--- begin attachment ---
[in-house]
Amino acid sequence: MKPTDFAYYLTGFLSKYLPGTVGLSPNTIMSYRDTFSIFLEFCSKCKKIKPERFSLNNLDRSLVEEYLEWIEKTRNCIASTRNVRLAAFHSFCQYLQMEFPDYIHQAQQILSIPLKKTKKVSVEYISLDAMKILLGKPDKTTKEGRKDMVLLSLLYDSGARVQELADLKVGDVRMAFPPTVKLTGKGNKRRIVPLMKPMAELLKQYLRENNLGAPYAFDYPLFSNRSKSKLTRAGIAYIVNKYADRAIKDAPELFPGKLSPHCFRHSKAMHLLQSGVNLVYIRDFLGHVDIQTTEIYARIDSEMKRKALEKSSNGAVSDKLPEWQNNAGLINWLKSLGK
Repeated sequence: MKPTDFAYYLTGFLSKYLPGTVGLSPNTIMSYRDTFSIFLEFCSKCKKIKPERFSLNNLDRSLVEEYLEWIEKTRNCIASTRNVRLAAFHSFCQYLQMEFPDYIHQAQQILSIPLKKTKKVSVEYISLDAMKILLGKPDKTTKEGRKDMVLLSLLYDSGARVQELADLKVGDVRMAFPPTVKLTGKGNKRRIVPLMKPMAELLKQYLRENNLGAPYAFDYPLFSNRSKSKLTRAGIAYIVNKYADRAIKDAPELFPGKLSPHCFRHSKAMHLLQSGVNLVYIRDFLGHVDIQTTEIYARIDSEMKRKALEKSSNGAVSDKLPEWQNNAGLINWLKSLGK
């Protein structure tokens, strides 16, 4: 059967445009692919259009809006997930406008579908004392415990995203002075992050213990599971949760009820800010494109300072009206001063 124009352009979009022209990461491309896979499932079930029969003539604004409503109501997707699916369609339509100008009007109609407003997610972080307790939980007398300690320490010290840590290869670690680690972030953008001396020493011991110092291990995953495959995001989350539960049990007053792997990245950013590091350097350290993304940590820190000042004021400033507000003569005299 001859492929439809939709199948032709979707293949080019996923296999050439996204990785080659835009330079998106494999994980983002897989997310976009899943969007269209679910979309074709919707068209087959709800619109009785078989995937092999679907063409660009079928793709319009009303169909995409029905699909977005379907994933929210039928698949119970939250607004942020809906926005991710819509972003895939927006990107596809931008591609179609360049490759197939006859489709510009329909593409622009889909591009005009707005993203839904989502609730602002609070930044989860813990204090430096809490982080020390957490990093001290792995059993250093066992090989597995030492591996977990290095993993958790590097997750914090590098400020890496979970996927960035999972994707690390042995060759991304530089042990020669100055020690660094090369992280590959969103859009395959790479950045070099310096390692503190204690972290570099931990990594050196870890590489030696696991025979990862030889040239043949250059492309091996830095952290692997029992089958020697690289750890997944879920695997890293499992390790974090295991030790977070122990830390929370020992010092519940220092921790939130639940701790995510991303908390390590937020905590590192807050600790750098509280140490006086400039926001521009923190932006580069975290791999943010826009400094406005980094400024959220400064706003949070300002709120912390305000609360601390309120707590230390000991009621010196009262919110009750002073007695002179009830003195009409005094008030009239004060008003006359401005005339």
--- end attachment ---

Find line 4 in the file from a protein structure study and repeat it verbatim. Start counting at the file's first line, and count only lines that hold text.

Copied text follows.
């Protein structure tokens, strides 16, 4: 059967445009692919259009809006997930406008579908004392415990995203002075992050213990599971949760009820800010494109300072009206001063 124009352009979009022209990461491309896979499932079930029969003539604004409503109501997707699916369609339509100008009007109609407003997610972080307790939980007398300690320490010290840590290869670690680690972030953008001396020493011991110092291990995953495959995001989350539960049990007053792997990245950013590091350097350290993304940590820190000042004021400033507000003569005299 001859492929439809939709199948032709979707293949080019996923296999050439996204990785080659835009330079998106494999994980983002897989997310976009899943969007269209679910979309074709919707068209087959709800619109009785078989995937092999679907063409660009079928793709319009009303169909995409029905699909977005379907994933929210039928698949119970939250607004942020809906926005991710819509972003895939927006990107596809931008591609179609360049490759197939006859489709510009329909593409622009889909591009005009707005993203839904989502609730602002609070930044989860813990204090430096809490982080020390957490990093001290792995059993250093066992090989597995030492591996977990290095993993958790590097997750914090590098400020890496979970996927960035999972994707690390042995060759991304530089042990020669100055020690660094090369992280590959969103859009395959790479950045070099310096390692503190204690972290570099931990990594050196870890590489030696696991025979990862030889040239043949250059492309091996830095952290692997029992089958020697690289750890997944879920695997890293499992390790974090295991030790977070122990830390929370020992010092519940220092921790939130639940701790995510991303908390390590937020905590590192807050600790750098509280140490006086400039926001521009923190932006580069975290791999943010826009400094406005980094400024959220400064706003949070300002709120912390305000609360601390309120707590230390000991009621010196009262919110009750002073007695002179009830003195009409005094008030009239004060008003006359401005005339």